Well in May 2018 a new street food mecca opened in Copenhagen. Reffen is the largest street food market in the Nordic countries and is located on Refshalevej (see map below) It is operated by the same people that ran Paper Island and occupies a site 3 times as big! So although I am a little sad that Paper Island is no more I can’t wait to visit Reffen!
Strøget – Visit the Round Tower and Torvehallerne Market
Strøget is the main pedestrianised shopping street in Copenhagen and one of Europe’s longest. Wander up it and off its side streets and stop for coffee/hot chocolate/tea and cake!
Find the Round Tower or Rundetaarn. It is Europe’s oldest functioning observatory and was built in the 17th century. Walk up the spiral ramp to the top and enjoy panoramic views of the city. Admission costs DKK 25 and the tower is open daily between 10 am and 8 pm.
Once you have climbed the Round Tower head to another indoor food market called Torvehallerne. Food at this market is a little more expensive but its a lovely market to visit with some beautiful Danish produce for sale.
The second oldest amusement park in the world Tivoli Gardens opened in 1843. As well as rides and other fairground attractions there are concerts and music performances regularly held in the gardens. Give yourself at least half a day to visit and do check out the website for seasonal events. I have heard that Christmas at Tivoli is particularly special!
Good to know – Tivoli is not open all year round so do check the opening times and dates on the website (link below)
The Royal Library – Den Sorte Diamant
The Royal Library or Black Diamond is unmissable when you are on the Copenhagen waterfront. Inside there is a cafe, concert hall and bookshop.
Amalienborg Palace is a museum and present home of the Danish Royal Family. The daily changing of the Royal guard (Den Kongelige Livgarde) takes place at 12 pm every day and is not to be missed.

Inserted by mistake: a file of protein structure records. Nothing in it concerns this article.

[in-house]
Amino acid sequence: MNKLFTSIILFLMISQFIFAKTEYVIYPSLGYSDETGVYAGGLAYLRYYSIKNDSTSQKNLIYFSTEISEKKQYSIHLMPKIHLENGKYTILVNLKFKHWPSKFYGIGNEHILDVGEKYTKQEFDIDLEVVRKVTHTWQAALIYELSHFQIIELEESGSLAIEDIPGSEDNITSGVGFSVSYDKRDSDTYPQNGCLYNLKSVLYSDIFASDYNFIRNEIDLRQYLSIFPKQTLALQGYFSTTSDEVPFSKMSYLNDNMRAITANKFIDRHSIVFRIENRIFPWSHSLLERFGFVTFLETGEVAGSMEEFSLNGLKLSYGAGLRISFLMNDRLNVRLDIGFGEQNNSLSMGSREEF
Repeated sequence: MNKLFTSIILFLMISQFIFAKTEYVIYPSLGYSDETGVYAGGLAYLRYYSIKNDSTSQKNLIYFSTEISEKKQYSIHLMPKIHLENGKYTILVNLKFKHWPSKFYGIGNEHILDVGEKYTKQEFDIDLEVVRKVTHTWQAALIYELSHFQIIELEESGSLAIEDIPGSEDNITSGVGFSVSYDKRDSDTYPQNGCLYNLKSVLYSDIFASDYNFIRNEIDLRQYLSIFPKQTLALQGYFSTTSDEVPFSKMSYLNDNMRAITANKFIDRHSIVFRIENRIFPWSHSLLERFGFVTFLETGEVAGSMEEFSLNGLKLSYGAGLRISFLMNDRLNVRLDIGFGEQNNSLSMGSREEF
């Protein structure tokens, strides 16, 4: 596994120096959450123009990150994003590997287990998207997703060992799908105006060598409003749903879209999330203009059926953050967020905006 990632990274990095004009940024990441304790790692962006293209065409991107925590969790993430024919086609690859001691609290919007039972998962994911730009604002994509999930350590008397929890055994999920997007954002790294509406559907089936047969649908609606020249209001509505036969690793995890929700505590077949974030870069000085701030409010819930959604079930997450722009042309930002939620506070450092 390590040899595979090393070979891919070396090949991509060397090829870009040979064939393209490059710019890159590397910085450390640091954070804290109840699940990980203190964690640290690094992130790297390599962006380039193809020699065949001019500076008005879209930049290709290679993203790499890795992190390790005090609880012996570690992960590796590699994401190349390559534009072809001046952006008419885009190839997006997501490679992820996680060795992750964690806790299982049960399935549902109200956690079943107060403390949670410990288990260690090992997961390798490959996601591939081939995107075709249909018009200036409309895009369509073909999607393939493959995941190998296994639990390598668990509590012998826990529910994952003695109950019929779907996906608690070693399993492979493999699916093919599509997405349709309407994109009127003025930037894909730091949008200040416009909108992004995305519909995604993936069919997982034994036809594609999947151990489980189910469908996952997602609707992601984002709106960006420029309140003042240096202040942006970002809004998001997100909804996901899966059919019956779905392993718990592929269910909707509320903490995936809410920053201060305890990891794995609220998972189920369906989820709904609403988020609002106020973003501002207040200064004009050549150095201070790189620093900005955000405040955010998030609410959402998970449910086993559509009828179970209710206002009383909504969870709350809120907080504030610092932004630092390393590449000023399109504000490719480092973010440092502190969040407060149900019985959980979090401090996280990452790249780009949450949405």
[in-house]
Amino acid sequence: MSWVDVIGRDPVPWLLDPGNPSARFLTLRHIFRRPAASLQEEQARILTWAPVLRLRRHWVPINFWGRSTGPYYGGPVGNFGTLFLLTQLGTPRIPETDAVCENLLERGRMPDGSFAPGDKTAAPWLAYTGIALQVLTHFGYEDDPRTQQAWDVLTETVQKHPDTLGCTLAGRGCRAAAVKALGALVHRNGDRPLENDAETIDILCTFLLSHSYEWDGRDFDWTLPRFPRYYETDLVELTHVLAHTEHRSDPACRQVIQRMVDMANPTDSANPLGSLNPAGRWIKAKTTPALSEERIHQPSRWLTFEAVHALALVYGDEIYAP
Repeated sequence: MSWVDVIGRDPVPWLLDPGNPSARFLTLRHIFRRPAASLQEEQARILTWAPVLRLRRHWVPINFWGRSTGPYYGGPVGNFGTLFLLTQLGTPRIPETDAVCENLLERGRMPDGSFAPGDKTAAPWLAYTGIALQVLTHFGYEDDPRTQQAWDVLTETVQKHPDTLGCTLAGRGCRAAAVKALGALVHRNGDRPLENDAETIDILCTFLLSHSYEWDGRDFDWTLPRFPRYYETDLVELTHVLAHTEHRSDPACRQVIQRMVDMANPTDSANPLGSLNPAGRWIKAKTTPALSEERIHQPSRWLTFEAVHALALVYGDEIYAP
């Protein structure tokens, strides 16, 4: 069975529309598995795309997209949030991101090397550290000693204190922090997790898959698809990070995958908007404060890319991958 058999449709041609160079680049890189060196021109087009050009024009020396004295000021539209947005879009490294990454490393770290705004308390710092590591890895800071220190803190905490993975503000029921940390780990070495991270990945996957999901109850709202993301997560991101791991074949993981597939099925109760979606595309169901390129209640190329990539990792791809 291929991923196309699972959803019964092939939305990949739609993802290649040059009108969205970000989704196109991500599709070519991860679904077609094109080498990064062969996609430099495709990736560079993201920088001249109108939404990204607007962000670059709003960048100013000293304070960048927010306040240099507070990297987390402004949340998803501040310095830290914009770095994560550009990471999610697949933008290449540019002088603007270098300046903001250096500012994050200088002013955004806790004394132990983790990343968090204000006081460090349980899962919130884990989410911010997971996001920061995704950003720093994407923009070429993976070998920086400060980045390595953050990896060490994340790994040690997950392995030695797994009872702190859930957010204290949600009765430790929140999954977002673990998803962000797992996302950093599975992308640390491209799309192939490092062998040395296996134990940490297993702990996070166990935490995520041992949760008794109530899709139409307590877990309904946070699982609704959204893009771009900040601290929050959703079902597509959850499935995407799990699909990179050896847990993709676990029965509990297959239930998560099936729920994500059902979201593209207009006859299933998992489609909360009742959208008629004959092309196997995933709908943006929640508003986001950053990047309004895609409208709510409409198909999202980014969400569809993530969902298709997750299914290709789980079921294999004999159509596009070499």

Christiania is an area of Copenhagen which is totally independent of the Danish government. It was established in 1971 by a group of hippies and is today still inhabited and is a mix of homes, art studios, eateries and music venues.
Why not take a day trip to Malmo in Sweden?
If you are staying in Copenhagen for a few days why not pop over to Sweden? Malmo is just across the water and can be reached by crossing the Oresund Bridge.
If you are considering adding a trip to Malmo into your Danish itinerary take a look at my posts – “How to travel to Malmo from Copenhagen” and “Things to do in Malmo” to help plan your visit.
Where to stay in Copenhagen
Hotels in Copenhagen
We stayed at the Hotel Bella Sky which is a 4 * hotel situated near the airport. It is in a beautiful modern building and is only a short trip by train or bus into the city centre.
We found it very comfortable and would recommend it to families or couples looking for a boutique option near the airport. Don’t miss the views from the Sky Bar.
For more information about the Hotel Bella Sky read my comprehensive review of the accommodation.
Read – Area and accommodation guide for Copenhagen
The Copenhagen Card
Purchase a Copenhagen Card which gives an all-access pass to public transportation in Copenhagen as well as free access to over 80 museums and tourist sights.
See the sights of Copenhagen at your own pace and enjoy free or discount entrance at more than 80 museums and attractions. Choose a card with validity suitable to you (24 to 120 hours), and save time and money in the Danish capital.
Click here to purchase a Copenhagen City Card (including transportation)
You may enjoy – Best Danish shows on Netflix and Amazon Prime
Tips to make the most of your visit to Copenhagen
- Denmark is in the EU but they do not use the Euro. Make sure you have some Danish Krone with you though most places accept cards too.
- If you decide to pop over to Sweden take your passport and remember that Danish Krone is different to Swedish Krone.
- Be aware that there are bicycles everywhere. There are cycle lanes but bikes do seem to hurtle out of nowhere so you do need your wits about you to avoid being flattened.
- Copenhagen is a very walkable city so make sure to pack comfortable shoes.
- Why not take the train to Jutland and visit Denmark’s second city – Aarhus? You find lots of ideas of what to do in Aarhus in my guide to the city.
- Travelling in Denmark can be expensive. These budget-friendly tips for travelling in Europe will make your money stretch further
- Prepare for your visit by watching these Danish movies on Netflix